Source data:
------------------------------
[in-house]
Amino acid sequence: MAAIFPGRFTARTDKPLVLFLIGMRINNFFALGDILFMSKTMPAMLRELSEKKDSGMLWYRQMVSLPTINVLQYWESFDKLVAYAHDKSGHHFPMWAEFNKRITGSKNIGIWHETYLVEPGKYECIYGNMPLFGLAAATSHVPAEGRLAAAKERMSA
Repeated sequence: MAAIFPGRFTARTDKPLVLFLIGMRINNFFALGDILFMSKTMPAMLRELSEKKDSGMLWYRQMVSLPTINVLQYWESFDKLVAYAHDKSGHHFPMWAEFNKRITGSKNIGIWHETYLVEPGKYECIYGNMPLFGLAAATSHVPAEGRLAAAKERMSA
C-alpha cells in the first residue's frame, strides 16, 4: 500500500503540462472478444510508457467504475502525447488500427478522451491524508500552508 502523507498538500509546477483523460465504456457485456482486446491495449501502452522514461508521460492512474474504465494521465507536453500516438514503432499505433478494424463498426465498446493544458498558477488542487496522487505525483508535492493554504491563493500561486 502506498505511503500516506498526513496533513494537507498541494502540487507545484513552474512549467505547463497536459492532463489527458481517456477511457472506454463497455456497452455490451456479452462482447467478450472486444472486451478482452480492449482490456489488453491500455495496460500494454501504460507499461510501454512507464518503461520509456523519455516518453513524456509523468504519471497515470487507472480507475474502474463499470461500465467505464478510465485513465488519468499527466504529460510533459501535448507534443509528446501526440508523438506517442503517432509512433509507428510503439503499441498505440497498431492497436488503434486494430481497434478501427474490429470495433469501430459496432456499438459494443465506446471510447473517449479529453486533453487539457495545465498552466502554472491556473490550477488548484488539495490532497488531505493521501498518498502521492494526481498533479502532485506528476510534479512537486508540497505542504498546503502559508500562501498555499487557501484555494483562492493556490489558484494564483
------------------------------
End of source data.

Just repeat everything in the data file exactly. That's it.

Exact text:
[in-house]
Amino acid sequence: MAAIFPGRFTARTDKPLVLFLIGMRINNFFALGDILFMSKTMPAMLRELSEKKDSGMLWYRQMVSLPTINVLQYWESFDKLVAYAHDKSGHHFPMWAEFNKRITGSKNIGIWHETYLVEPGKYECIYGNMPLFGLAAATSHVPAEGRLAAAKERMSA
Repeated sequence: MAAIFPGRFTARTDKPLVLFLIGMRINNFFALGDILFMSKTMPAMLRELSEKKDSGMLWYRQMVSLPTINVLQYWESFDKLVAYAHDKSGHHFPMWAEFNKRITGSKNIGIWHETYLVEPGKYECIYGNMPLFGLAAATSHVPAEGRLAAAKERMSA
C-alpha cells in the first residue's frame, strides 16, 4: 500500500503540462472478444510508457467504475502525447488500427478522451491524508500552508 502523507498538500509546477483523460465504456457485456482486446491495449501502452522514461508521460492512474474504465494521465507536453500516438514503432499505433478494424463498426465498446493544458498558477488542487496522487505525483508535492493554504491563493500561486 502506498505511503500516506498526513496533513494537507498541494502540487507545484513552474512549467505547463497536459492532463489527458481517456477511457472506454463497455456497452455490451456479452462482447467478450472486444472486451478482452480492449482490456489488453491500455495496460500494454501504460507499461510501454512507464518503461520509456523519455516518453513524456509523468504519471497515470487507472480507475474502474463499470461500465467505464478510465485513465488519468499527466504529460510533459501535448507534443509528446501526440508523438506517442503517432509512433509507428510503439503499441498505440497498431492497436488503434486494430481497434478501427474490429470495433469501430459496432456499438459494443465506446471510447473517449479529453486533453487539457495545465498552466502554472491556473490550477488548484488539495490532497488531505493521501498518498502521492494526481498533479502532485506528476510534479512537486508540497505542504498546503502559508500562501498555499487557501484555494483562492493556490489558484494564483